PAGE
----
“Everybody praises the sacrifices that former president Nelson Mandela and the rest of us made but what are the privileged of South Africa prepared to sacrifice?” Goldberg asked.
This year marks the 50th anniversary of the police raid of Rivonia’s Lilliesleaf farm, which saw Nelson Mandela, Denis Goldberg and several others sentenced to life imprisonment in 1963.
Goldberg, a civil engineer by training, became a political activist after the apartheid system prevented him from working on national civil projects, restricting him to work only on projects that catered for white people.
“When I found out that I could only build for whites and not all people, I came to the conclusion that I needed to help change our country before I could build for our people,” explained Goldberg.
He added that by the time he got out of prison, 22 years later, the opportunity to pursue civil engineering never materialised although he believes that his biggest achievement to date was helping shape the new South Africa.
The current labour unrest and lengthy wage negotiations in the country’s mining sector have however prompted Goldberg to believe that a lot still needs to be done, especially in terms of economic transformation.
The fact that there were a significant number of migrant mineworkers in the Marikana mines was proof, according to Goldberg that aspects of apartheid’s migrant labour system still existed in modern South Africa.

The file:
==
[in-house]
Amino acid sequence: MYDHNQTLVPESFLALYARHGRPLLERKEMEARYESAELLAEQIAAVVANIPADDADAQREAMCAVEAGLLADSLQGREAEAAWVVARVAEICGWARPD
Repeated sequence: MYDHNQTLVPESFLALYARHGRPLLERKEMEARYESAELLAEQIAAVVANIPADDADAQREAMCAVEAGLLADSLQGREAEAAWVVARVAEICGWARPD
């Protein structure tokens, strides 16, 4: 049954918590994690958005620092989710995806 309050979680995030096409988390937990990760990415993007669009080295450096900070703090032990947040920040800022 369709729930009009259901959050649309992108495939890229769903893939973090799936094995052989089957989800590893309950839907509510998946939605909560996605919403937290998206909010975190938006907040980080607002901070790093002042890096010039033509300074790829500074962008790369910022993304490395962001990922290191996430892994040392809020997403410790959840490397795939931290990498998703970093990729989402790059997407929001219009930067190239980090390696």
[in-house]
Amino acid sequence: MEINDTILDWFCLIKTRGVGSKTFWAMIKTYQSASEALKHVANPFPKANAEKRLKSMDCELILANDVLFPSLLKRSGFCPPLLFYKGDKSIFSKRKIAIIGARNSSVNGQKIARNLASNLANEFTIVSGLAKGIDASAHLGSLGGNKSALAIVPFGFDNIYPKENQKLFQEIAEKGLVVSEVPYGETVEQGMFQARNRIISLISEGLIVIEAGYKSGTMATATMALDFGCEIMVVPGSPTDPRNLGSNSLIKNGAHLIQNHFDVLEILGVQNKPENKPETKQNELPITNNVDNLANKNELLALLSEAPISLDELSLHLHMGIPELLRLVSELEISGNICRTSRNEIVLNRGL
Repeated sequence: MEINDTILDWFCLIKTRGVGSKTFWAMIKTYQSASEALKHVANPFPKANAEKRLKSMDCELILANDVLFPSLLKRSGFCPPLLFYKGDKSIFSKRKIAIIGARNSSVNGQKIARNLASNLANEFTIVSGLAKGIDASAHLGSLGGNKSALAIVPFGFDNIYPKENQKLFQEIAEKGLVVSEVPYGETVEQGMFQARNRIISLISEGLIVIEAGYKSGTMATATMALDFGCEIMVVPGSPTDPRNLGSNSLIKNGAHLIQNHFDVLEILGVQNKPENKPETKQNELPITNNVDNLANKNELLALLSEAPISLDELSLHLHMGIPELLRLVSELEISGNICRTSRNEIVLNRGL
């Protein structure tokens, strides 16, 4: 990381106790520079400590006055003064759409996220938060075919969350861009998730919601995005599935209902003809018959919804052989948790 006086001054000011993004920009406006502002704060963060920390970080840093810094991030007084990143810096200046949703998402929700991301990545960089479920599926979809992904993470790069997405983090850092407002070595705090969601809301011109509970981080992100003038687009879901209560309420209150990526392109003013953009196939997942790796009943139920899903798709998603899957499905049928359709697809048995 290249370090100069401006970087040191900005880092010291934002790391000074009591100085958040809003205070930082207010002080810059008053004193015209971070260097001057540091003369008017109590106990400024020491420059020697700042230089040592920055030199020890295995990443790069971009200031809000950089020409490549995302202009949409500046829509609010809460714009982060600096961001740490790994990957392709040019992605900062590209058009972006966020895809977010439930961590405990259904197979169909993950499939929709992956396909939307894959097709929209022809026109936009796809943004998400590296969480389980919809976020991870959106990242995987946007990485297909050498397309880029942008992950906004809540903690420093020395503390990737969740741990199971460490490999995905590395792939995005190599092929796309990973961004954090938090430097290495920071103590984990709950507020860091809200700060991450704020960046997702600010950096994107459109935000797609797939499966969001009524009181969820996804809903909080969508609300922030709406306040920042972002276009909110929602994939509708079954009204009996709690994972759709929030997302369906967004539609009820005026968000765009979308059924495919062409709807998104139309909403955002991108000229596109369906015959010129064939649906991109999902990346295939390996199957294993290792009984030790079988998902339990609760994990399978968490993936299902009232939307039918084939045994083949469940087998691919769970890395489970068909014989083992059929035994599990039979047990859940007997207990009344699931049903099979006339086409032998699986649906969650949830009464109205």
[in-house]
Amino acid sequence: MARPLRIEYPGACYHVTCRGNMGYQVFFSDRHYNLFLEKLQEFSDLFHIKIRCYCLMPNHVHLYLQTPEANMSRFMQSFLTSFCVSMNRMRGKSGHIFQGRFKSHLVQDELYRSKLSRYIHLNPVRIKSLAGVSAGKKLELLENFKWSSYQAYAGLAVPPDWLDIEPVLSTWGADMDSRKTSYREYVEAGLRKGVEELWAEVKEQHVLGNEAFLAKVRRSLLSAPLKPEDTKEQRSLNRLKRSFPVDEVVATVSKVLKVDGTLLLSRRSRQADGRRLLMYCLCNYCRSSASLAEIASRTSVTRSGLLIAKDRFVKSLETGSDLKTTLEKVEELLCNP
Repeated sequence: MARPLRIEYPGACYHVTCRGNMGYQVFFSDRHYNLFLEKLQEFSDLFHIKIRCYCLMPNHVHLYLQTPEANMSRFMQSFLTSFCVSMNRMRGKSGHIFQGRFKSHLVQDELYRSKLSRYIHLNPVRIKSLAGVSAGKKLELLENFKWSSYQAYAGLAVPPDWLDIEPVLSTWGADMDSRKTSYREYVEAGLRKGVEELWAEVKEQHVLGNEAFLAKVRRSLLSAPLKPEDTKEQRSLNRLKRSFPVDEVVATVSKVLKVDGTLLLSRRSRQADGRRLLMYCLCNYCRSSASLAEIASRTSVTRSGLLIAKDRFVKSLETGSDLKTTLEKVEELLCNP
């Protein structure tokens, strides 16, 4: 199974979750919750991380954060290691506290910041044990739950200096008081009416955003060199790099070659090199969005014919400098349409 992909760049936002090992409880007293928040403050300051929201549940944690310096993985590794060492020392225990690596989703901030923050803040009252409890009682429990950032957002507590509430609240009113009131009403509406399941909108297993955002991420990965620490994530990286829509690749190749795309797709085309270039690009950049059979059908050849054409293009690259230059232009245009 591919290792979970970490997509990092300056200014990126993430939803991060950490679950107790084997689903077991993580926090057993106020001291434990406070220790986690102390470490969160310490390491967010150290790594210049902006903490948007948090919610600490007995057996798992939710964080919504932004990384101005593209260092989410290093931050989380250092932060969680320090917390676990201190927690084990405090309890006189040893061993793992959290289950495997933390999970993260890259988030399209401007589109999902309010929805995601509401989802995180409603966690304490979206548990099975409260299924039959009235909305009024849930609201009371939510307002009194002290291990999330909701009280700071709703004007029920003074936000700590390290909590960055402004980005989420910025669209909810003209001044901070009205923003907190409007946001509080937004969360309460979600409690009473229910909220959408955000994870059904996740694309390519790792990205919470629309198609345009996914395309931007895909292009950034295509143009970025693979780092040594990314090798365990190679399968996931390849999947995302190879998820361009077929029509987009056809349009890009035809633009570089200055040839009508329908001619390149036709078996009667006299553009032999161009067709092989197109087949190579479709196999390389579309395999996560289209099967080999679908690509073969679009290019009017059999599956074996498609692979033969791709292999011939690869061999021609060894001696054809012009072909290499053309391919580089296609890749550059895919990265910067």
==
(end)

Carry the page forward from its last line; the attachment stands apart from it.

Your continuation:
“Also, farmers claim that they cannot afford to pay agricultural workers higher wages, yet we all know that the main problem is that these farmers do not want to let their own living standards fall,” added Goldberg.
He believes the fortunate of South Africa need to make changes to their affluent lifestyles in order to raise the living standards of the masses of people.
“Unless we change the way we think about how our profits should be allocated, social unrest will continue and things will fall apart. The choice is ours,” he said.
Goldberg proposed that should workers’ wages increase, it will contribute to growing the country’s economy as their expenses will rise. He claims that this should be the big picture and the privileged need to see that.
“A donation to a charity from time to time will not make a radical change. We need a society free of apartheid’s economic attitudes as we cannot carry on living like this. We have got to change,” said Goldberg.